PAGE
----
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Journal: International Journal of Civil Engineering and Technology (IJCIET) (Vol.10, No. 2)

Publication Date:

Authors : ;

Page : 2067-2074

Keywords : Agricultural residue; thermal conductivity; thermal resistivity; Energy Efficiency; insulation;

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Growing increase of human activities in recent years has resulted into an unprecedented increase in Energy use. With very little awareness in the utilization of Renewable Energy, in some region in Africa, the emergence of new innovative technologies with respect to energy efficient is minimal. This leads to high energy consumption cost in ensuring appropriate comfort level in building especially residential. This research looks at the possibility of using Agricultural residues in Namibia to develop appropriate materials that can be used to ensure more efficient energy consumption in residential buildings in Namibia or any semi-arid region.Vary mixed percentages of residues of maize, millet, rice and cow dung were designed to developed eleven 220cm by 110 cm by 40 cm board samples (labelled AK) from residues of maize, millet, rice and cow dung. The samples were compacted, sun dried for 7 days and tested for thermal conductivity and thermal resistivity using a thermal conductivity test machine EP500e. Results from the eleven samples tested revealed that sample C (composed of 10% maize, 10% millet, 30% rice and 40% cow dung) gives the lowest thermal conductivity (i.e. of 54.65 mW/(m*K)) and the highest thermal resistivity (i.e. 0.6935 m2K/W), hence a very good thermal efficient as compared with sample A (composed of 40% maize, 30% millet, 10% rice and 20% cow dung) that gave the highest thermal conductivity and lowest thermal resistivity, hence considered poor thermal efficient. Regression analyses conducted between the best (i.e. sample C) and the worst (i.e. sample A) revealed R 2 value of 95% and 91% respectively.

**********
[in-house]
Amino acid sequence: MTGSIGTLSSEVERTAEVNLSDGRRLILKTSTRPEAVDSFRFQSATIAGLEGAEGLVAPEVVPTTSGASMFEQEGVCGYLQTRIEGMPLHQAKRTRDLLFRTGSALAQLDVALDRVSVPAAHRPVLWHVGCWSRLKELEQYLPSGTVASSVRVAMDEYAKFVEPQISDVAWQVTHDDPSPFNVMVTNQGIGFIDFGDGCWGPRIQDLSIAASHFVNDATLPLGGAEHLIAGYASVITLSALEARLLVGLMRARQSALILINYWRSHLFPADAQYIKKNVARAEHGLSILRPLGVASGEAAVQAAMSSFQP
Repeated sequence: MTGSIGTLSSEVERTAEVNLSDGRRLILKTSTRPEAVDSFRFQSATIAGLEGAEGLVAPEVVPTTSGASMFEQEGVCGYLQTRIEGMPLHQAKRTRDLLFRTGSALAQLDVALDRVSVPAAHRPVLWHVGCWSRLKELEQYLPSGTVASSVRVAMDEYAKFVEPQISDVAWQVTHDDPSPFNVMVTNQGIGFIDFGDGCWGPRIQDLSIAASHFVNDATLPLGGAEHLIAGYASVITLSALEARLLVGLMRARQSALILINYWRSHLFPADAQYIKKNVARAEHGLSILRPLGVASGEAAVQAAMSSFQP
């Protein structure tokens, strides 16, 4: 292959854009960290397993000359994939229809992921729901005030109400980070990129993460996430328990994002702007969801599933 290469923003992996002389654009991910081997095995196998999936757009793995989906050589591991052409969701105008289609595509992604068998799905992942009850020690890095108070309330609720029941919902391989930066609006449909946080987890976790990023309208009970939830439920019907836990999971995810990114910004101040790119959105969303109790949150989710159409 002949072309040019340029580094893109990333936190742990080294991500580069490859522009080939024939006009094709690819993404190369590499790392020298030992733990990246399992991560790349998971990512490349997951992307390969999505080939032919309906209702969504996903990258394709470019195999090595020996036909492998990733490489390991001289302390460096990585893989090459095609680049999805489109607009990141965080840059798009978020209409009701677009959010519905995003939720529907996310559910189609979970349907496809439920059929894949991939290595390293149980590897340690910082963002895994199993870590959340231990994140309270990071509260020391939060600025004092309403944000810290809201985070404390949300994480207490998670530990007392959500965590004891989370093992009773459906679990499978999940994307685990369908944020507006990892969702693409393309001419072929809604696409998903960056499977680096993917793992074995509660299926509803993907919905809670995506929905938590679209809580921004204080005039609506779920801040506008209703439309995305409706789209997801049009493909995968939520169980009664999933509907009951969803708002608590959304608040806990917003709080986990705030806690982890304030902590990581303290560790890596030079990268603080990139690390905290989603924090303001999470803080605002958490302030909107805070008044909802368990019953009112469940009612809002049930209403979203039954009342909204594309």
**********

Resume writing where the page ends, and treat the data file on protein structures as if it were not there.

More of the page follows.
Last modified: 2019-05-22 16:28:06